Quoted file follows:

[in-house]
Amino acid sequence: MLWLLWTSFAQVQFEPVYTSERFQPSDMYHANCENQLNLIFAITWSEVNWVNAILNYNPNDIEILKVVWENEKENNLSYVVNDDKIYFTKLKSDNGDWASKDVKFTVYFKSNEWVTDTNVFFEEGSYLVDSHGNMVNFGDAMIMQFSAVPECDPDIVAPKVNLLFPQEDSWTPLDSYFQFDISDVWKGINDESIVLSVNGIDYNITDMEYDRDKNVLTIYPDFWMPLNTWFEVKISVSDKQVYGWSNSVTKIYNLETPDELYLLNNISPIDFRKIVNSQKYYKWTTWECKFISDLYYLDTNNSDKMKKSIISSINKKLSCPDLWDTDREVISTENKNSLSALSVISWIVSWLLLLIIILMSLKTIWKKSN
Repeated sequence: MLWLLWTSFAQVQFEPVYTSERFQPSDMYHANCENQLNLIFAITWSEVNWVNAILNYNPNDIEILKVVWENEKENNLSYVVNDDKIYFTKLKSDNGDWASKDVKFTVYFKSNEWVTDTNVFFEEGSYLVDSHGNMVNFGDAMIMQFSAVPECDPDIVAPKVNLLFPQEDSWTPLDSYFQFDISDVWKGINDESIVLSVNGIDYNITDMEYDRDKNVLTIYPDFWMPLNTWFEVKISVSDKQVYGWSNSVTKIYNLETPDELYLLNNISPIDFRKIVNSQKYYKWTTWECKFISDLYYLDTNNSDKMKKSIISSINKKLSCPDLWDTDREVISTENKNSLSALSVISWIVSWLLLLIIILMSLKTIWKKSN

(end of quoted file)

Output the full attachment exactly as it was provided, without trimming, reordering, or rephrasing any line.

[in-house]
Amino acid sequence: MLWLLWTSFAQVQFEPVYTSERFQPSDMYHANCENQLNLIFAITWSEVNWVNAILNYNPNDIEILKVVWENEKENNLSYVVNDDKIYFTKLKSDNGDWASKDVKFTVYFKSNEWVTDTNVFFEEGSYLVDSHGNMVNFGDAMIMQFSAVPECDPDIVAPKVNLLFPQEDSWTPLDSYFQFDISDVWKGINDESIVLSVNGIDYNITDMEYDRDKNVLTIYPDFWMPLNTWFEVKISVSDKQVYGWSNSVTKIYNLETPDELYLLNNISPIDFRKIVNSQKYYKWTTWECKFISDLYYLDTNNSDKMKKSIISSINKKLSCPDLWDTDREVISTENKNSLSALSVISWIVSWLLLLIIILMSLKTIWKKSN
Repeated sequence: MLWLLWTSFAQVQFEPVYTSERFQPSDMYHANCENQLNLIFAITWSEVNWVNAILNYNPNDIEILKVVWENEKENNLSYVVNDDKIYFTKLKSDNGDWASKDVKFTVYFKSNEWVTDTNVFFEEGSYLVDSHGNMVNFGDAMIMQFSAVPECDPDIVAPKVNLLFPQEDSWTPLDSYFQFDISDVWKGINDESIVLSVNGIDYNITDMEYDRDKNVLTIYPDFWMPLNTWFEVKISVSDKQVYGWSNSVTKIYNLETPDELYLLNNISPIDFRKIVNSQKYYKWTTWECKFISDLYYLDTNNSDKMKKSIISSINKKLSCPDLWDTDREVISTENKNSLSALSVISWIVSWLLLLIIILMSLKTIWKKSN